First published in 1930 in the journal Proletarskaya Revolyutsiya No. 4.
Sent from Paris to Moscow.
Source: Lenin Collected Works, Progress Publishers, 1977, Moscow, Volume 37, page 454.
Translated: The Late George H. Hanna
Transcription\Markup: D. Moros
Public Domain: Lenin Internet Archive. You may freely copy, distribute, display and perform this work, as well as make derivative and commercial works. Please credit “Marxists Internet Archive” as your source.
February 13, 1910
A few days ago I received letters from you and Anyuta. A big, big merci for them. I have now completed the affairs that obliged me to answer Manyasha too briefly and hurriedly (I shall soon be writing to her).
I received the chessmen a long time ago—I simply forgot to mention them. I have so few opportunities to play here that I have probably forgotten everything.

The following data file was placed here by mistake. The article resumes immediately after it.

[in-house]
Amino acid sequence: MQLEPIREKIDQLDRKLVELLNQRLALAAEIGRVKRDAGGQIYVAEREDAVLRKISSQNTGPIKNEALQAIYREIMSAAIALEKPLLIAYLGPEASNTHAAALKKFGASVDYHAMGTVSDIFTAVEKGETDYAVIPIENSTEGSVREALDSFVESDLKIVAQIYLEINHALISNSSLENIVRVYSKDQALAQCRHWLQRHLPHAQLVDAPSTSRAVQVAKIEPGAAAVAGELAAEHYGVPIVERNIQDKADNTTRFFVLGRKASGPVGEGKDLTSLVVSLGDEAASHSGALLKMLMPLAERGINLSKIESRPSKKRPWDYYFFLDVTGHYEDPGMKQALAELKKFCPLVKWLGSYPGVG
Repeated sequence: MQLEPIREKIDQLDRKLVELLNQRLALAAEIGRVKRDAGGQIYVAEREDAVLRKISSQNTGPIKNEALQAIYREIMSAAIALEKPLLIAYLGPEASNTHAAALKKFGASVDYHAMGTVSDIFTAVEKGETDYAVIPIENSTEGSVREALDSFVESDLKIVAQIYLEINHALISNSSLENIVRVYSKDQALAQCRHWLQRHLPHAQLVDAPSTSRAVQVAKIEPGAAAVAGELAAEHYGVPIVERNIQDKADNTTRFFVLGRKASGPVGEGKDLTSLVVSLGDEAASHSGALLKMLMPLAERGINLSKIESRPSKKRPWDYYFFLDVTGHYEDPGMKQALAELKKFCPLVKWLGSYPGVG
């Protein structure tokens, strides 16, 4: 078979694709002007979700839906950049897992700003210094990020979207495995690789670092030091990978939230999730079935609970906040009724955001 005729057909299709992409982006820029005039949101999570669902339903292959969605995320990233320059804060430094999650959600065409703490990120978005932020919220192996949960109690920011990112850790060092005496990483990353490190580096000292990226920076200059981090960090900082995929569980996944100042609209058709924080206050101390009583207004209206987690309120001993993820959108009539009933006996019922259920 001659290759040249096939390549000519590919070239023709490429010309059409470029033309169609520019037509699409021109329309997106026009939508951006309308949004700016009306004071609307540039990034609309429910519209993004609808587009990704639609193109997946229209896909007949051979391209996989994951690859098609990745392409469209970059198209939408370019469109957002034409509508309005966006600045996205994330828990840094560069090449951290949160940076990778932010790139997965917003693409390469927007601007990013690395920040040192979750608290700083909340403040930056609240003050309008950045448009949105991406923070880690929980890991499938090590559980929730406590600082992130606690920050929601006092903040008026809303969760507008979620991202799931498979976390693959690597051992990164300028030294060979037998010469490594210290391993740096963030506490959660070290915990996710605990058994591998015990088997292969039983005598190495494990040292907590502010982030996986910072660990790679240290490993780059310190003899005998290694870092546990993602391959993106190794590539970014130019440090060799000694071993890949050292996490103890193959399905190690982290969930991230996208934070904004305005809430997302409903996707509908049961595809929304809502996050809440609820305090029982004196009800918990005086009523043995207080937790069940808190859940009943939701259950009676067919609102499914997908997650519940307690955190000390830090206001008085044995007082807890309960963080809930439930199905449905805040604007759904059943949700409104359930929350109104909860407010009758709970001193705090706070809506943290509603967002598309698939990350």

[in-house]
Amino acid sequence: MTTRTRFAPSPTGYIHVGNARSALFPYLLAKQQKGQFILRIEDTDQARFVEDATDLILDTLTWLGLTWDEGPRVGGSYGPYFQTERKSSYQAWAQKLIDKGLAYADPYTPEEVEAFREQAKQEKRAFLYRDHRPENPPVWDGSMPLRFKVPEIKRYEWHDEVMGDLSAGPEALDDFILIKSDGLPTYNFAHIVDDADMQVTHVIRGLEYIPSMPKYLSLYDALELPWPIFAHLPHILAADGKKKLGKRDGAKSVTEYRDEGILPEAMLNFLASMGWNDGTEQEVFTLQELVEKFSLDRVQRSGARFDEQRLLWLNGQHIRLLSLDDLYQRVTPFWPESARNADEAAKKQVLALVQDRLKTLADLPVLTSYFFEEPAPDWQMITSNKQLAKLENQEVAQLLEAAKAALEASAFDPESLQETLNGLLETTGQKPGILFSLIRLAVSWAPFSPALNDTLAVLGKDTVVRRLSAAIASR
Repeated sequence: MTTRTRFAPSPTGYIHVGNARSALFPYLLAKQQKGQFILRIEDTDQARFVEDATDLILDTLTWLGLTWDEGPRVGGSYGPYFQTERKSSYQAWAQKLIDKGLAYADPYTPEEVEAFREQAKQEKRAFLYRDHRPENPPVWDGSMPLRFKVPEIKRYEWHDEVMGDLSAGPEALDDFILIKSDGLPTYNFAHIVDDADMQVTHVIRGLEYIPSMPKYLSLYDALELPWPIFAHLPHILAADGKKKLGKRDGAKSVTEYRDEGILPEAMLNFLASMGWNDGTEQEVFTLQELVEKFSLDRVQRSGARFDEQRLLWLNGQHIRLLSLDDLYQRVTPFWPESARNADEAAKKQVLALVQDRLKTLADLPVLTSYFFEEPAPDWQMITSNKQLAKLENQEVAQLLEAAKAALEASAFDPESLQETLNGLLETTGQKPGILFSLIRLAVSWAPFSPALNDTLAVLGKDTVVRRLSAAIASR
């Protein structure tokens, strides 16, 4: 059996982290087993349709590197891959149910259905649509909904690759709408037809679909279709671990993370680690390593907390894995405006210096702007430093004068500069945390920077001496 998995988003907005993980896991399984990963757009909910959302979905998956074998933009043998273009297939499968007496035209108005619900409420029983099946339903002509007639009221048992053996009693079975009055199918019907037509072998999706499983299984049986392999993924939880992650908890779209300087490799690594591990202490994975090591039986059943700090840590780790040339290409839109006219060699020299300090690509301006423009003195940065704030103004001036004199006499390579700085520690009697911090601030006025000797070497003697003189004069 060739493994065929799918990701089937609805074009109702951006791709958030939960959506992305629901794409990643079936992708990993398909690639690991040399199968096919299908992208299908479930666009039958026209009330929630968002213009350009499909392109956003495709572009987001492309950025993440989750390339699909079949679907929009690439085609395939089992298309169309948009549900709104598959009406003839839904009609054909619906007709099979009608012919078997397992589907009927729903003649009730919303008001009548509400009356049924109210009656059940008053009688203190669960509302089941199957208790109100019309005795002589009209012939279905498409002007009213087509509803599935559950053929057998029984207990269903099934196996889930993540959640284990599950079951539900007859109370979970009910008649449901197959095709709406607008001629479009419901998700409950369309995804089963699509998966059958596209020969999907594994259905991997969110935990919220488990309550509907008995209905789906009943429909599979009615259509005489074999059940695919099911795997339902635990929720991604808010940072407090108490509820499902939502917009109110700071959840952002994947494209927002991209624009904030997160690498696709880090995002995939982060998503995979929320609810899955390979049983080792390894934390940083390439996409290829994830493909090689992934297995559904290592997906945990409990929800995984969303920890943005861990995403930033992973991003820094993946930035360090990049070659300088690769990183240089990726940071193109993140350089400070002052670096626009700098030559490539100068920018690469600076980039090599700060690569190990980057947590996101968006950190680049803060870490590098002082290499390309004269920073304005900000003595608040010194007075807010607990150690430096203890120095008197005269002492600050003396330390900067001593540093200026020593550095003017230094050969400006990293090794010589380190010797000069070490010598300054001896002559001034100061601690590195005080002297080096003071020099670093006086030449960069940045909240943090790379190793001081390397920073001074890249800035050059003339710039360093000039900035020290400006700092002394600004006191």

I was very pleased to learn that you are satisfied with your flat and with the landlady, and that you are better and have begun to go out. It would be good if you could get out of Moscow earlier in spring and go to somewhere on the Volga or to the country. It is sure to be unpleasant in Moscow in spring.
We are having wonderful weather. The water in the Seine is still high but the floods are rapidly subsiding; they have caused tremendous damage (our part of the city was not touched at all).
I had a short letter from Mitya with the news that he is recovering. I am angry with myself for not having found time to answer him. It seems, indeed, that the Paris streets with their devilish traffic are not the only places where it is dangerous to ride....
I sometimes see Avgusta Pavlovna here. Her relatives are in Moscow—do you ever see them? She is very nice.
I embrace you fondly, my dear, and hope you keep well.
Best regards from all.
 The chessmen mentioned here were turned on a lathe by Lenin’s father, Ilya Ulyanov. Lenin’s mother sent him the chessmen in memory of his father. When Lenin moved from Galicia to Switzerland at the beginning of the First World War the set was lost.